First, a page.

Terms: Win | Units: 3-5 | UG Reqs: WAY-ER, WAY-SI

AMSTUD 137: The Dialogue of Democracy (COMM 137W, COMM 237, POLISCI 232T, POLISCI 332T)

All forms of democracy require some kind of communication so people can be aware of issues and make decisions. This course looks at competing visions of what democracy should be and different notions of the role of dialogue in a democracy. Is it just campaigning or does it include deliberation? Small scale discussions or sound bites on television? Or social media? What is the role of technology in changing our democratic practices, to mobilize, to persuade, to solve public problems? This course will include readings from political theory about democratic ideals - from the American founders to J.S. Mill and the Progressives to Joseph Schumpeter and modern writers skeptical of the public will. It will also include contemporary examinations of the media and the internet to see how those practices are changing and how the ideals can or cannot be realized.
Terms: Spr | Units: 4-5 | UG Reqs: GER:EC-EthicReas, WAY-ER, WAY-SI

AMSTUD 145: Silicon Valley

Silicon Valley. The site and source of vibrant economic growth and technological innovation. A disruptive force in social, economic, and political systems. An interface between technology and academia, with the the quirky influence of the counterculture in the background. A surprisingly agile cultural behemoth that has reshaped human relationships and hierarchies of all sorts. A brotopia built on the preferences and predilections of rich, geeky white guys. A location with perpetually sunny skies and easy access to beaches and mountains. nnThis seminar will unpack the myths surrounding Silicon Valley by exploring the people, places, industries, and ideas that have shaped it from post-WWII to the present. It takes an interdisciplinary approach to the subject and considers region's history and development; the products of Silicon Valley, from computers and circuit boards to search algorithms and social networks; and Silicon Valley's depictions in photography, film, television, and literature.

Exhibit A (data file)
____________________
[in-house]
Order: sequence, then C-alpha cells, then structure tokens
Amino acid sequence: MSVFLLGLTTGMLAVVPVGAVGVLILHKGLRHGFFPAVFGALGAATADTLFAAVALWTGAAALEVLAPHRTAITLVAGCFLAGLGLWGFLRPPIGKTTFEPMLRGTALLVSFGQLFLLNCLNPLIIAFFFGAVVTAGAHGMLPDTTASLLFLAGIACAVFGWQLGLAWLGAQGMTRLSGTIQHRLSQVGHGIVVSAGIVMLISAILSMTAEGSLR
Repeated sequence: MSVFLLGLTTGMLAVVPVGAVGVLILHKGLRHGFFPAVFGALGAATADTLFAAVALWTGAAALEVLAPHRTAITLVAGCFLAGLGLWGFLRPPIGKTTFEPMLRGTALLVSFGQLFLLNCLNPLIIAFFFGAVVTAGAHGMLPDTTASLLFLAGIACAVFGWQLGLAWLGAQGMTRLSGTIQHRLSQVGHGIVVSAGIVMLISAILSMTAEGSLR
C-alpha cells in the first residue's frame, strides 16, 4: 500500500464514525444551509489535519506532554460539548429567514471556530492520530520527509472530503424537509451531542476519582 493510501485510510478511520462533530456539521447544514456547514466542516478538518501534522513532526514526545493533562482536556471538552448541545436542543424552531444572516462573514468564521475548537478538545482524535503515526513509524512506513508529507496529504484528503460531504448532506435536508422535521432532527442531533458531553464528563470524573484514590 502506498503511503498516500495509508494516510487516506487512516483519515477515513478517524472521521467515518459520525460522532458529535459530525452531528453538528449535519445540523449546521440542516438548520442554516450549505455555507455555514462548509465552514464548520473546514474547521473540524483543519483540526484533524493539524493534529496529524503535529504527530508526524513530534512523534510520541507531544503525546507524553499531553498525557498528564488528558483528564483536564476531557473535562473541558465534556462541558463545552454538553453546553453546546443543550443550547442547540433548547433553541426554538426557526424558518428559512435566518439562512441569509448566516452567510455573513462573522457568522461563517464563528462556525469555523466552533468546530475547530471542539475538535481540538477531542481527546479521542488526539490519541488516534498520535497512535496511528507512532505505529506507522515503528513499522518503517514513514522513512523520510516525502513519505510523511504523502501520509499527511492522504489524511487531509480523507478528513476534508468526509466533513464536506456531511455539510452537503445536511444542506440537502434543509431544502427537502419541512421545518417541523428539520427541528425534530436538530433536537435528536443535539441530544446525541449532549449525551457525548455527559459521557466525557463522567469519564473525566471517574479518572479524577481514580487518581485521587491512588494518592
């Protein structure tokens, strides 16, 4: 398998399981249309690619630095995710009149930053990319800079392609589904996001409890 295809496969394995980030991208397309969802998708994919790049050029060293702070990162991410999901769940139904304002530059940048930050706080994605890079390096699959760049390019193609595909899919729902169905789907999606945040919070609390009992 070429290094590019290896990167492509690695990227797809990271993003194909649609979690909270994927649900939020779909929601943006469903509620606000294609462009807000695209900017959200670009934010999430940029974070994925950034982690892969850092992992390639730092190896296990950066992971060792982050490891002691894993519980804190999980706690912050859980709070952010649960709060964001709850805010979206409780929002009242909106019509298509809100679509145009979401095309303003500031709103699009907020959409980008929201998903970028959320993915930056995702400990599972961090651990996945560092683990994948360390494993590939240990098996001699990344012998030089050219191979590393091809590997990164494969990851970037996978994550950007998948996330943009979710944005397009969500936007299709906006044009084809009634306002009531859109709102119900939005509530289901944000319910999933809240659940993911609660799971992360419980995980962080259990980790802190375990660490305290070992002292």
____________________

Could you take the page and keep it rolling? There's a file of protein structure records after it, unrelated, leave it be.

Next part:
Terms: Win | Units: 5 | UG Reqs: WAY-A-II, WAY-SI
Instructors: Kessler, E. (PI)

AMSTUD 148: Los Angeles: A Cultural History (CSRE 148R, HISTORY 148C)

This course traces a cultural history of Los Angeles from the early twentieth century to the present. Approaching popular representations of Los Angeles as our primary source, we discuss the ways that diverse groups of Angelenos have represented their city on the big and small screens, in the press, in the theater, in music, and in popular fiction. We focus in particular on the ways that conceptions of race and gender have informed representations of the city. Possible topics include: fashion and racial violence in the Zoot Suit Riots of the Second World War, Disneyland as a suburban fantasy, cinematic representations of Native American life in Bunker Hill in the 1961 film The Exiles, the independent black cinema of the Los Angeles Rebellion, the Anna Deaver Smith play Twilight Los Angeles about the civil unrest that gripped the city in 1992, and the 2019 film Once Upon a Time¿in Hollywood.
Terms: Win | Units: 4 | UG Reqs: WAY-ED, WAY-SI
Instructors: Gow, W. (PI)

AMSTUD 150A: Colonial and Revolutionary America (HISTORY 150A)

( HISTORY 50A is 3 units. HISTORY 150A is 5 units) This course surveys early American history from the onset of English colonization of North America in the late sixteenth century through the American Revolution and the creation of the United States in the late eighteenth. It situates the origins and the development of colonial American society as its peoples themselves experienced it, within the wider histories of the North American continent and the Atlantic basin. It considers the diversity of peoples and empires that made up these worlds as well as the complex movement of goods, peoples, and ideas that defined them. The British North American colonies were just one interrelated part of this wider complex. Yet out of that interconnected Atlantic world, those particular colonies produced a revolution for national independence that had a far-reaching impact on the world. The course, accordingly, explores the origins of this revolutionary movement and the nation state that it wrought, one that would rapidly ascend to hemispheric and then global prominence.
Terms: Aut | Units: 5 | UG Reqs: GER:DB-SocSci, GER:EC-AmerCul, WAY-A-II, WAY-SI